|Vatsalya Srivastava recieving a Certificate of Excellence for winning TOEFL Scholarship, from Scott Nelson, Vice President of Marketing & Public Affairs, ETS.
MEET 25-year old Vatsalya Srivastava who is all set to pursue a PhD in Economics at Tilburg University in the Netherlands. The 25-year old who hails from Bihar, is leaving his position as Associate Professor of Economics at Amity University to pursue academics in the hope of becoming a professor one day. A US$ 5000 TOEFL scholarship has eased his financial burden. He talks to Shipra Goel about his experience of competing with 960 applicants for the scholarship as well as his career path.
Q: When did you develop an interest in economics?
A: I used to read a lot and discussions on inflation, unemployment and GDP interesting. When I joined Delhi University's Kirori Mal College to pursue Economics (Hons.), I found that I enjoy the subject beyond reading about it in newspaper articles. Since then it has been an exploratory journey more than anything else.
Q: What is your research all about?
A: I want to do PhD because without that you can’t become a professor. My research at Tilburg will be on a niche topic within the subject ie social institutions. I want to find out how incentive mechanisms get generated over time and manifest themselves in actions of people. It will be mostly through a lot of observation, use of common sense and enjoying what a lot of people would know about culture and society, which I wouldn’t.
Q: So are these the reasons to study abroad also?
A: After my bachelor's I realised that people have a lot of pent up anger against the Indian education system. True or untrue, you wouldn’t know till the time you leave. So part of it was simple curiosity to see how bad we really are. From what I know, our research lacks a lot in terms of resources. If you are a PhD scholar in India even at IIM A, you get Rs.20,000/- a month. But if you are the same at Tilburg, they pay 2000 Euros a month which is about 7 times more. That’s not the only problem. Students face problems with supervisors. People leave PhD because they had to change their subjects; papers were not published, etc. Problems are more with subjects like social sciences where the output is not tangible.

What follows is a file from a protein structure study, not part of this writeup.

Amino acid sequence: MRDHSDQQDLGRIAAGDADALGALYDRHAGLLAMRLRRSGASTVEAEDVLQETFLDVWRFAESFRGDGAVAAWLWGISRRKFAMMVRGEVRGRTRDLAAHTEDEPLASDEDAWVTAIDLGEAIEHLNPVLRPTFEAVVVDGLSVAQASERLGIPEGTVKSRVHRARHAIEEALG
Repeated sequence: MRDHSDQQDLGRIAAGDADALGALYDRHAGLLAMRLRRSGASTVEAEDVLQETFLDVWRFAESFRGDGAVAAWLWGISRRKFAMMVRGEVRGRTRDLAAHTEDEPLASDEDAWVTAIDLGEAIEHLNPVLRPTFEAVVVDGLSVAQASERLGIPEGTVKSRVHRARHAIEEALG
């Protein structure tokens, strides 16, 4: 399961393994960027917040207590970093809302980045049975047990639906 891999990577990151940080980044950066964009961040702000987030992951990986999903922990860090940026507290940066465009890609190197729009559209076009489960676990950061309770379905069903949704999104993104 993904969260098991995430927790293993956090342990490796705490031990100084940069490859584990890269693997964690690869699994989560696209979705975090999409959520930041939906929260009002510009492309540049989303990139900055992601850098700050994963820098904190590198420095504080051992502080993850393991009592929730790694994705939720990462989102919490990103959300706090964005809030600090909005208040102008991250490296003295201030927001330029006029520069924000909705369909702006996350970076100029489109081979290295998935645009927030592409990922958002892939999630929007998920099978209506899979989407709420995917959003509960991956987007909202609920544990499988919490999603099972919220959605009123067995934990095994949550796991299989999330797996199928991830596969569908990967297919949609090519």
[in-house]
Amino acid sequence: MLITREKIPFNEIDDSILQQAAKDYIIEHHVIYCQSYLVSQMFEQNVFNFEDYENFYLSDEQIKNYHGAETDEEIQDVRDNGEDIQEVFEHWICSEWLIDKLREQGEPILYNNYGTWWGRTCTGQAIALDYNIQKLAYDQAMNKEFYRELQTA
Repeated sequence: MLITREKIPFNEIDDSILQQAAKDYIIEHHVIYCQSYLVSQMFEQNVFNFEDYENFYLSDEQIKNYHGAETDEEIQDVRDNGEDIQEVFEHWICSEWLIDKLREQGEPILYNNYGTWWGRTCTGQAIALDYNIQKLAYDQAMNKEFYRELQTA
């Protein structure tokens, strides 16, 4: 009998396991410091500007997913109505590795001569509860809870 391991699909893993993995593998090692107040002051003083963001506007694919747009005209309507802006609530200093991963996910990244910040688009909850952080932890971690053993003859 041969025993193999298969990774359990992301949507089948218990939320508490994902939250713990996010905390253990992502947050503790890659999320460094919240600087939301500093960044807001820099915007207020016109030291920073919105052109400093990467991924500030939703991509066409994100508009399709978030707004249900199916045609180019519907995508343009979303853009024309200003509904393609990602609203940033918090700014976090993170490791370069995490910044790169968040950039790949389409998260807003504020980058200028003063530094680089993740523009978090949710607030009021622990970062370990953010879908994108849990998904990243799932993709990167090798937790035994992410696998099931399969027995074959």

Q: How is this scholarship going to help you in achieving your aim?
A: If you are trying to become an academic in India, you have to start with a heavy loan on your head, restricting your options. In turn, you have to look for specific kinds of jobs too to repay your loan. So what having a scholarship or multiple scholarships does is freeze you up from that problem and basically allows you to do what you want to, even experiment and quit jobs.
Q: How was the application process?
A: We were asked to submit a written application consisting of a lot of essays and multiple short answer questions post which an interview was conducted. The longest essay was of about 800 words on ‘How to encourage higher education in India’. Apart from that there were six or seven others which were more of personal nature. Biggest challenge was not the steps but to compete with people who are really smart.
Q: How was your interview experience?
A: It took place over Skype. I felt there were three people in the panel as I could figure out through the voices. Interview was mostly drawn on with my application, then moved on to what I have done previously, interest in the subject, what I am looking forward to doing and so on. So, it started off as a being a basic interview, there were questions that required thought even after having filled up the application form. It was around 20 minutes interview.
Q: What should a student take care of during such an interview?
A: I think clarity of thought is important, no matter which institution you are going to. There are times when we place too much emphasis on innovation and people spend too much time to come with an innovative idea. I don’t think that that’s really required. If you can come up with it, that's excellent, but if not then the least you can do is to maintain a cogent stream of thought. Talk about what you understand and if you don’t understand have the courage to say that you don’t. There is no point moving around in circles and coming up with fancy jargon. I say this because I have been a consultant and this is what consultants generally do.
Q: Academic tips for students...
A: Apart from having a good TOEFL score, profile building is important. Do as many things as you like and your body and time permit. Keep honing your English language skills. Read as much as you can, read good newspapers and books and don’t spend too much of time in reading celebrity specific supplements only.